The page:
Lessons in nature at Kakabeka Falls

Big thanks to the students of Valley Central Public School, especially Olivia Davis (grade 7) and Paige Arnold (grade 8), for writing this post about their recent trip to Kakabeka Falls.

On September 19 students from Valley Central Public School headed to Kakabeka Falls Provincial Park in Thunder Bay, Ontario.

The students were excited to visit the park and take part in some outdoor learning activities.

Valley Central Grade 7 and 8 students are part of a new and exciting learning opportunity called Learning Academies.  Learning Academies are designed to engage students in community connected experiential learning opportunities. The program is focused on community sustainability, including exploring our natural and built environment, and fine arts.

As students, we are engaged in documenting our learning through e-portfolios, blogs, and social media as we learn to become responsible digital citizens and 21st century learners.

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A Natural Fit

Connecting with nature has lots of benefits.

It keeps us healthy by lowering our blood pressure and strengthening our immune system. It reduces our stress levels and keeps us physically fit.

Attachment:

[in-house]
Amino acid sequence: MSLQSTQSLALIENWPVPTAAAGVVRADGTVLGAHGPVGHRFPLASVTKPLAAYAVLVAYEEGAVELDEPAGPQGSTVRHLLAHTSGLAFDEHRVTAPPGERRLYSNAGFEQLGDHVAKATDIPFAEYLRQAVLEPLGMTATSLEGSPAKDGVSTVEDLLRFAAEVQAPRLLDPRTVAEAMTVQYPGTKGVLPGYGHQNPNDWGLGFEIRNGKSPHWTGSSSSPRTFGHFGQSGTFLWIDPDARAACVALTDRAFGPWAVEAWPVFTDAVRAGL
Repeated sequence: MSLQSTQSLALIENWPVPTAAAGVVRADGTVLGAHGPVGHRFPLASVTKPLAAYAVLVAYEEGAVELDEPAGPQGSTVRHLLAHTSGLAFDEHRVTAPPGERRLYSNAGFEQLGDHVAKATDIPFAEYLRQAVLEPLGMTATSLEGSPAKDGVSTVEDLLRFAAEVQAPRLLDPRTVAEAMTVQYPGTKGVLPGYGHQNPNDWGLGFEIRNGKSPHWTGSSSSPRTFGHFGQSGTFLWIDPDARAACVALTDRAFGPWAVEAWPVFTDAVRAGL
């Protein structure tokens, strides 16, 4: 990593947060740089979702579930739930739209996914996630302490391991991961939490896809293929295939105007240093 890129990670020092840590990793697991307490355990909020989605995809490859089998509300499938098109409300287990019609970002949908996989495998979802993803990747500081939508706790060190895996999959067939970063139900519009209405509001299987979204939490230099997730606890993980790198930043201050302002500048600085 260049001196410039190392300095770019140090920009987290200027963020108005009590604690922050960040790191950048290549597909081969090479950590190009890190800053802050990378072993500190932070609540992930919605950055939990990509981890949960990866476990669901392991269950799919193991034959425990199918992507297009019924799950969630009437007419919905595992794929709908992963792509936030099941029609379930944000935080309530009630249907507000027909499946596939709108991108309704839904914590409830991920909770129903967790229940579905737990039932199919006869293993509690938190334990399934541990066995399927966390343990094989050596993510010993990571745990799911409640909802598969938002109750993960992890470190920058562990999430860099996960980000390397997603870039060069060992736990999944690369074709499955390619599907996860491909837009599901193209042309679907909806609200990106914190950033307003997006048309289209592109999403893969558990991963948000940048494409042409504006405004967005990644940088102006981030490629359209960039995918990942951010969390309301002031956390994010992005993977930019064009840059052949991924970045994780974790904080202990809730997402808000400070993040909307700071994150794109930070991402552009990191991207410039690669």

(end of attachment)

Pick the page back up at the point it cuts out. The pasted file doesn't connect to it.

It’s good for our emotional wellbeing too. Children who play in natural environments are more resilient and develop skills for dealing with stress later in life.

Parks provide unparalleled natural classrooms and recreation opportunities for people of all ages.

And now there’s a new initiative – developed jointly by federal, provincial and territorial governments – that focuses on the importance nature plays in our lives. Ministers responsible for parks across the country recently met in Ontario to finalize the Connecting Canadians with Nature report, which was co-ordinated through the Canadian Parks Council.

The report builds on what Ontario Parks is already doing.

Last year Ontario Parks offered more than 1,000 nature programs for 37,000 children. In addition, provincial parks offered nature-based education programs for more than 800 school groups and 20,000 children.

And Mom and Dad aren’t left out. Ontario Parks provide adult education programs as well.

Ontario Parks offers Learn to Camp and Learn to Fish programs, which introduce city dwellers to these great outdoor activities and encourages them to become life-long park users.

 

Many parks offer recreational opportunities and facilities to meet the needs of mature park visitors and people with disabilities, such as yurts, cabins, accessible comfort stations, campsites and trails.

Also, Ontario and seven not-for-profit partners have launched the Ontario Children’s Outdoor Charter to help children across the province develop a life-long connection with nature.

So, visit a park and connect with nature!